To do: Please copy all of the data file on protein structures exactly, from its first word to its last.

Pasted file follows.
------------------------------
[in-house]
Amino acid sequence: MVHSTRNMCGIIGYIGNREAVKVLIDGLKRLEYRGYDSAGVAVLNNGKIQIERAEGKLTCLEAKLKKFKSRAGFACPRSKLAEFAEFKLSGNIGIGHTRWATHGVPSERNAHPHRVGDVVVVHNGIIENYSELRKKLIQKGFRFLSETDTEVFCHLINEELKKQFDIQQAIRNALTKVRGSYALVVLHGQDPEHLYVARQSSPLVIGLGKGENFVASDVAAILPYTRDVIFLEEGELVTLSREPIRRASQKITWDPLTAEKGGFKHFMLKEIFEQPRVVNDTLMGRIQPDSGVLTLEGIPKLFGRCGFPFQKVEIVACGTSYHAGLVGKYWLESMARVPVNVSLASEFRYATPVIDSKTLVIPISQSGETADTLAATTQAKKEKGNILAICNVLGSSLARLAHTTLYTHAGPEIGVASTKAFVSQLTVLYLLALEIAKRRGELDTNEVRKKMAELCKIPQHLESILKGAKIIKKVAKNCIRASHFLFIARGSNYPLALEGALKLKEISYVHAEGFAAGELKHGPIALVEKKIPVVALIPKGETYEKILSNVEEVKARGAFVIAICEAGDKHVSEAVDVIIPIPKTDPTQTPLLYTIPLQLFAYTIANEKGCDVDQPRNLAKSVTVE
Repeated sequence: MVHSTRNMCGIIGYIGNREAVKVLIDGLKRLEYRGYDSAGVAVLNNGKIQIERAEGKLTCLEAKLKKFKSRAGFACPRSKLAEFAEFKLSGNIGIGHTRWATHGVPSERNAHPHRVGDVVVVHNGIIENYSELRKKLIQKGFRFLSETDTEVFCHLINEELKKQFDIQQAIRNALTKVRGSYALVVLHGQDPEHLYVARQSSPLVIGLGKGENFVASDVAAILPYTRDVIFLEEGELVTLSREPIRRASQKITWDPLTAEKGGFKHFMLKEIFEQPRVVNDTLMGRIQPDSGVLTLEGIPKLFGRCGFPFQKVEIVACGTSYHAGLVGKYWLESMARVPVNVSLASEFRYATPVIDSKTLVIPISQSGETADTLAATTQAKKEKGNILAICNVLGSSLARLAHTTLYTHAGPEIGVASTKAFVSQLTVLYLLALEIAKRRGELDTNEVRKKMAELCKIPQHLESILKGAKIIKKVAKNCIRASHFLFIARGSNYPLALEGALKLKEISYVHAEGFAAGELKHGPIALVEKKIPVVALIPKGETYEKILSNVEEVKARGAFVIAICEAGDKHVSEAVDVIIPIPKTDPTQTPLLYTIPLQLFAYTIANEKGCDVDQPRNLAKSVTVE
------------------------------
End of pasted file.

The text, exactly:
[in-house]
Amino acid sequence: MVHSTRNMCGIIGYIGNREAVKVLIDGLKRLEYRGYDSAGVAVLNNGKIQIERAEGKLTCLEAKLKKFKSRAGFACPRSKLAEFAEFKLSGNIGIGHTRWATHGVPSERNAHPHRVGDVVVVHNGIIENYSELRKKLIQKGFRFLSETDTEVFCHLINEELKKQFDIQQAIRNALTKVRGSYALVVLHGQDPEHLYVARQSSPLVIGLGKGENFVASDVAAILPYTRDVIFLEEGELVTLSREPIRRASQKITWDPLTAEKGGFKHFMLKEIFEQPRVVNDTLMGRIQPDSGVLTLEGIPKLFGRCGFPFQKVEIVACGTSYHAGLVGKYWLESMARVPVNVSLASEFRYATPVIDSKTLVIPISQSGETADTLAATTQAKKEKGNILAICNVLGSSLARLAHTTLYTHAGPEIGVASTKAFVSQLTVLYLLALEIAKRRGELDTNEVRKKMAELCKIPQHLESILKGAKIIKKVAKNCIRASHFLFIARGSNYPLALEGALKLKEISYVHAEGFAAGELKHGPIALVEKKIPVVALIPKGETYEKILSNVEEVKARGAFVIAICEAGDKHVSEAVDVIIPIPKTDPTQTPLLYTIPLQLFAYTIANEKGCDVDQPRNLAKSVTVE
Repeated sequence: MVHSTRNMCGIIGYIGNREAVKVLIDGLKRLEYRGYDSAGVAVLNNGKIQIERAEGKLTCLEAKLKKFKSRAGFACPRSKLAEFAEFKLSGNIGIGHTRWATHGVPSERNAHPHRVGDVVVVHNGIIENYSELRKKLIQKGFRFLSETDTEVFCHLINEELKKQFDIQQAIRNALTKVRGSYALVVLHGQDPEHLYVARQSSPLVIGLGKGENFVASDVAAILPYTRDVIFLEEGELVTLSREPIRRASQKITWDPLTAEKGGFKHFMLKEIFEQPRVVNDTLMGRIQPDSGVLTLEGIPKLFGRCGFPFQKVEIVACGTSYHAGLVGKYWLESMARVPVNVSLASEFRYATPVIDSKTLVIPISQSGETADTLAATTQAKKEKGNILAICNVLGSSLARLAHTTLYTHAGPEIGVASTKAFVSQLTVLYLLALEIAKRRGELDTNEVRKKMAELCKIPQHLESILKGAKIIKKVAKNCIRASHFLFIARGSNYPLALEGALKLKEISYVHAEGFAAGELKHGPIALVEKKIPVVALIPKGETYEKILSNVEEVKARGAFVIAICEAGDKHVSEAVDVIIPIPKTDPTQTPLLYTIPLQLFAYTIANEKGCDVDQPRNLAKSVTVE